April 22, 2011 - Field Notes
Noteworthy News from the Division of Fish, Wildlife and Marine Resources
DEC staff search for bog turtles in early
succession habitat found in Dutchess County.
~Photo by Mike Groll~
- Landowners: A Key for Helping Wildlife and Protecting Important Habitat.
Imperiled wildlife species like the ruffed grouse, golden-winged warbler, New England cottontail, bog turtle, Karner-blue butterfly, and many more rely on early succession habitat (ESH) for survival. Ranging from open fields and meadows to wetlands and young forests, these habitats continue to decrease in the New York landscape as mature forests naturally develop in its place. With a large amount of ESH on private land, private landowners have become a key component in helping with the management and preservation of these habitats. In late March, DEC wildlife staff joined many other outreach, research and management professionals at a workshop titled, Early Succession Habitat on Private Lands in NYS, which was designed to identify priority areas and develop working management plans that would help engage private landowners. Landowners can visit www.landownerdecisions.org (link leaves DEC website) to learn more about early succession habitat management, identify ways they can help, and view presentations from the March workshop.
Since 2006, the Landowner Incentive Program has been an ongoing partnership with private landowners and DEC to help imperiled species like the bog turtle, short-eared owl, Northern harrier, upland sandpiper and many other grassland birds. Future efforts through this program will include habitat management for the Golden-winged warbler and New England Cottontail.
- Attention Educators: Participate in the "Green Eggs & Sand" Workshop this June.
Interested in those fascinating ancient horseshoe crabs that grace our Long Island shores each spring to spawn? If so, consider attending the weekend-long "Green Eggs & Sand" workshop coming to Long Island in early June! This award-winning education program is geared for educators as well as interested citizens, and addresses the need to educate students and the public about conserving horseshoe crabs and the shorebirds intricately connected to them. For detailed information and registration, visit www.nyhorseshoecrab.org (link leaves DEC website) and click on the "Green Eggs & Sand" logo, or contact Eileen Gerle at (631) 751-7863. The deadline for registration submissions is May 2, 2011.
The Latest Conservationist!
If you haven't already checked out the April issue of the Conservationist, be sure to do so! In this issue, readers can learn about fish stocking, explore Watchable Wildlife opportunities in New York, tag along with biologists as they track turkeys, view nineteenth-century Adirondack art, and so much more!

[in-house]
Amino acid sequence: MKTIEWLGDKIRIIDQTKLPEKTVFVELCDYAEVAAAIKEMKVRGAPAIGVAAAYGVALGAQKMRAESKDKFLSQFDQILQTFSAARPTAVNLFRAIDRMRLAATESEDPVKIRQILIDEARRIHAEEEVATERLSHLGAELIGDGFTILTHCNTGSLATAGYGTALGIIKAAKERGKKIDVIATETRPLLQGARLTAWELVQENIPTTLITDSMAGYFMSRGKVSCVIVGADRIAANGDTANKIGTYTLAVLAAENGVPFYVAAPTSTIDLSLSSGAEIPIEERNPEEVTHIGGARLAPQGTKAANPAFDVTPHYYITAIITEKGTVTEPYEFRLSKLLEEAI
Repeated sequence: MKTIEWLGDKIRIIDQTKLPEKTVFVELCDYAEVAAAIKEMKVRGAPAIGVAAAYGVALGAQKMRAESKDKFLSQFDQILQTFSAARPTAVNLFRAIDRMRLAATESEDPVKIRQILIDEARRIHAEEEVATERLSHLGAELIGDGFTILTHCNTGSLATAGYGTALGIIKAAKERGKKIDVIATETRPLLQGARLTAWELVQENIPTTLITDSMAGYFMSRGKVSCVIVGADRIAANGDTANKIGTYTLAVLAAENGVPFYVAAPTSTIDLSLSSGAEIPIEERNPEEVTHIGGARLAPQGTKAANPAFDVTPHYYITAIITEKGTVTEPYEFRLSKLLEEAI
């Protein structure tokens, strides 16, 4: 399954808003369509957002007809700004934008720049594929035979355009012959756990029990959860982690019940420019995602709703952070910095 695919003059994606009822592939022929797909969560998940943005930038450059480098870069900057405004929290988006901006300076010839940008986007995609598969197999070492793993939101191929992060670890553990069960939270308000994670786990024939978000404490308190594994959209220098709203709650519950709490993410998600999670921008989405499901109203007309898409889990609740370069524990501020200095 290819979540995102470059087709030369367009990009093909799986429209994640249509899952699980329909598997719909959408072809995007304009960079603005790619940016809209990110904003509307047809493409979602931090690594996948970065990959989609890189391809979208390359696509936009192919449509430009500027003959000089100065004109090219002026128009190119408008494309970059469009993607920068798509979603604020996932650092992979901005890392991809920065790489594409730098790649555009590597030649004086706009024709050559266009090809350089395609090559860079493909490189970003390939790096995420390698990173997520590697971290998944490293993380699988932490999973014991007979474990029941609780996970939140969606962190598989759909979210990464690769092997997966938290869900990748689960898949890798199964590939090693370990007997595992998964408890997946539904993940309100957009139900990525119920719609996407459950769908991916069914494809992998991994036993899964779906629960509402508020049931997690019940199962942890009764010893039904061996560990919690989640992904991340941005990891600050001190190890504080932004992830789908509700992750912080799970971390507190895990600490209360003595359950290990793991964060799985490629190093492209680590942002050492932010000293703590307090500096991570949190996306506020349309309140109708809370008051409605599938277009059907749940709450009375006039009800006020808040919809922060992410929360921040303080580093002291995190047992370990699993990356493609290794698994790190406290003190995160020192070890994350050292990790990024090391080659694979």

Read the new issue online at www.theconservationist.org/
- Avoiding Conflicts with Bears.
This month, a bear attacked a woman in Green County, NY as she tended to her garbage outdoors. DEC's policy for responding to human-bear interactions that threaten human life is to capture, remove, and eradicate the bear to prevent similar future occurrences. Unfortunately, simply trapping and relocating a bear elsewhere is ineffective as they will travel over 100-300 miles back to the site of capture. DEC considers removal of any bear regrettable; however, the primary concern is for public safety. In this particular case, no bears were captured and the trap was removed from the site. DEC's website has helpful advice and tips on discouraging bears from your home or camp. Also available is DEC's award winning "Living with New York Black Bears" DVD that can be picked up at your local public library or any DEC regional wildlife office. Please remember that the deliberate and intentional feeding of black bears is illegal, and the incidental, indirect feeding of black bears is also unlawful after a written warning has been issued by DEC.
- Feral Swine (Wild Hogs) in New York.
DEC has confirmed that feral swine are breeding in Tioga, Cortland and Onondaga counties. Feral swine are an invasive species, capable of causing ecological harm to New York's countryside. In states like Florida, Texas and Georgia where they are currently established, native plants, native wildlife, livestock and agriculture have been negatively impacted. They have high reproductive rates, can compete for food with native wildlife, and carry diseases that can be transmitted to humans. DEC is currently developing strategies for eradicating feral swine from New York's landscape, but resources are not yet in place to implement all the needed actions, including removal of animals. More importantly, DEC will work with other agencies to identify ways to preclude feral swine from being released to the wild. Visit DEC's Feral Swine webpage for more details about this invasive species.
- Walleye Poachers Caught.
Earlier this month, six individuals were caught illegally taking walleye during the closed fishing season. DEC closes walleye fishing from March 15 to the first Saturday in May to protect the fish as they congregate in shallow areas of water to spawn. The subjects were fishing along the Catskill Creek and were rounded up by ECO's Glorioso and Lt. Beiter with assistance from NYS Police Officers Jon Quinn and Paul Rosenblatt. For snagging and taking 11 walleye out of season, the apprehended individuals may face fines totaling more than $4,000 and up to 15 days in jail. If you see any suspicious activity or someone violating an environmental law, you can report an environmental violation to ECO's.